December 16, 2016

As Natural Gas Production Rises, So Too Does Need for Infrastructure

The election of Donald Trump has natural gas producers excited about the future of the industry. According to a recent article published by The Steubenville Herald Star, that optimism is fueled by both a changing administration as well as growing demand for natural gas. This, in turn, leads to a need for increased midstream infrastructure:

The number of active drilling rigs in the Marcellus and Utica region remains lower compared to last year, but recovering prices are allowing the demand to grow. Therefore, now is the time to capitalize with new infrastructure, business leaders believe.

This support for infrastructure extends from business leaders to voters across the region. As a recent survey conducted by the National Association of Manufacturers demonstrated, voters in Ohio are broadly supportive of energy infrastructure. According to NAM President and CEO Jay Timmons:

“It’s time to finally make critical investments in our infrastructure that will support domestic energy development … Americans understand that we have the opportunity to allow projects to move forward that will grow our economy and keep manufacturers of all sizes competitive. It’s not hard to see how modernizing our energy and transportation infrastructure will create good-paying American jobs. Voters clearly recognize this and are demanding action from Washington, D.C.”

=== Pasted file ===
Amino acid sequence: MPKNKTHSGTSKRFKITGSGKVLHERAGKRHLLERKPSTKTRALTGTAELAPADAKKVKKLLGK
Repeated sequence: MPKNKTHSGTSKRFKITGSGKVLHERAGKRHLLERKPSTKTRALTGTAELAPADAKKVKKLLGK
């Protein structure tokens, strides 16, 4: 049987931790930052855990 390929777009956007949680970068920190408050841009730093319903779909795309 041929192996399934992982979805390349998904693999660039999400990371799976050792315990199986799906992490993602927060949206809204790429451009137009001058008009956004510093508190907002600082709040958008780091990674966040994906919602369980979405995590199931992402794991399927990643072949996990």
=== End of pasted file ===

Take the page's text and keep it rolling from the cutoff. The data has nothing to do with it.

Ohio Manufacturers’ Association President Eric Burkland also noted the wealth of support for infrastructure in his state:

“Buckeye State voters overwhelmingly support infrastructure investment because they know it will improve standards of living … From pipeline infrastructure to get Utica Shale resources to market, to locks and dams along the Ohio River, to maritime and transportation infrastructure along Lake Erie, public and private investment in these areas will help get Ohioans working again and revitalize our manufacturing base for years to come.”

Given this groundswell of positive sentiment toward midstream projects, it’s disappointing that several projects still languish under federal review, including the Rover Pipeline:

As natural gas prices slowly recover to make drilling more economically feasible for producers, they are still waiting on several other pipeline projects to receive Federal Energy Regulatory Commission approval, including the $5 billion Atlantic Coast Pipeline, the $4.3 billion Rover Pipeline, the $1.75 billion Leach XPress, the $3.5 billion Mountain Valley Pipeline and the $2 billion Mountaineer XPress.

Pipelines like Rover will not only allow natural gas producers to meet increasing demand in a safe, efficient manner – they’ll create a number of positive impacts during the construction process, including tens of thousands of construction jobs, millions of dollars in tax revenues, and increased demand for goods and services along the construction route. For these many reasons, CEPI joins business leaders in Ohio in encouraging FERC to approve the Rover Pipeline.